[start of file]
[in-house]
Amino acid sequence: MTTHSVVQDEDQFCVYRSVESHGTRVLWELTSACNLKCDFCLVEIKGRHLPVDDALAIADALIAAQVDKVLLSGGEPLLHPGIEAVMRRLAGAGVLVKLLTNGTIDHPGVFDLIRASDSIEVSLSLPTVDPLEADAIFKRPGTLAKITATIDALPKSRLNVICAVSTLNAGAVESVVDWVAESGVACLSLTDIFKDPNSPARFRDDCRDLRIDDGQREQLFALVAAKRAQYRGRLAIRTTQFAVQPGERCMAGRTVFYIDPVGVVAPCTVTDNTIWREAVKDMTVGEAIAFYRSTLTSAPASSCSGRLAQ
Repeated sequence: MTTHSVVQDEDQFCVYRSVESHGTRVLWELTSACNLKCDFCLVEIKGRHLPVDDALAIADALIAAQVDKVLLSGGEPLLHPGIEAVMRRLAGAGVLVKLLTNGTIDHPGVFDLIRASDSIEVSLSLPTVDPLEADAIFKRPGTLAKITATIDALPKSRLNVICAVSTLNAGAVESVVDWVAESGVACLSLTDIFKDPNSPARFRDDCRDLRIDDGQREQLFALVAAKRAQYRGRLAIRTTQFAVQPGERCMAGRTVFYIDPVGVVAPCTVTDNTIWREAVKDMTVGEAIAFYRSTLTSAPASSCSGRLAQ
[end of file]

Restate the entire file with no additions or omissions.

[in-house]
Amino acid sequence: MTTHSVVQDEDQFCVYRSVESHGTRVLWELTSACNLKCDFCLVEIKGRHLPVDDALAIADALIAAQVDKVLLSGGEPLLHPGIEAVMRRLAGAGVLVKLLTNGTIDHPGVFDLIRASDSIEVSLSLPTVDPLEADAIFKRPGTLAKITATIDALPKSRLNVICAVSTLNAGAVESVVDWVAESGVACLSLTDIFKDPNSPARFRDDCRDLRIDDGQREQLFALVAAKRAQYRGRLAIRTTQFAVQPGERCMAGRTVFYIDPVGVVAPCTVTDNTIWREAVKDMTVGEAIAFYRSTLTSAPASSCSGRLAQ
Repeated sequence: MTTHSVVQDEDQFCVYRSVESHGTRVLWELTSACNLKCDFCLVEIKGRHLPVDDALAIADALIAAQVDKVLLSGGEPLLHPGIEAVMRRLAGAGVLVKLLTNGTIDHPGVFDLIRASDSIEVSLSLPTVDPLEADAIFKRPGTLAKITATIDALPKSRLNVICAVSTLNAGAVESVVDWVAESGVACLSLTDIFKDPNSPARFRDDCRDLRIDDGQREQLFALVAAKRAQYRGRLAIRTTQFAVQPGERCMAGRTVFYIDPVGVVAPCTVTDNTIWREAVKDMTVGEAIAFYRSTLTSAPASSCSGRLAQ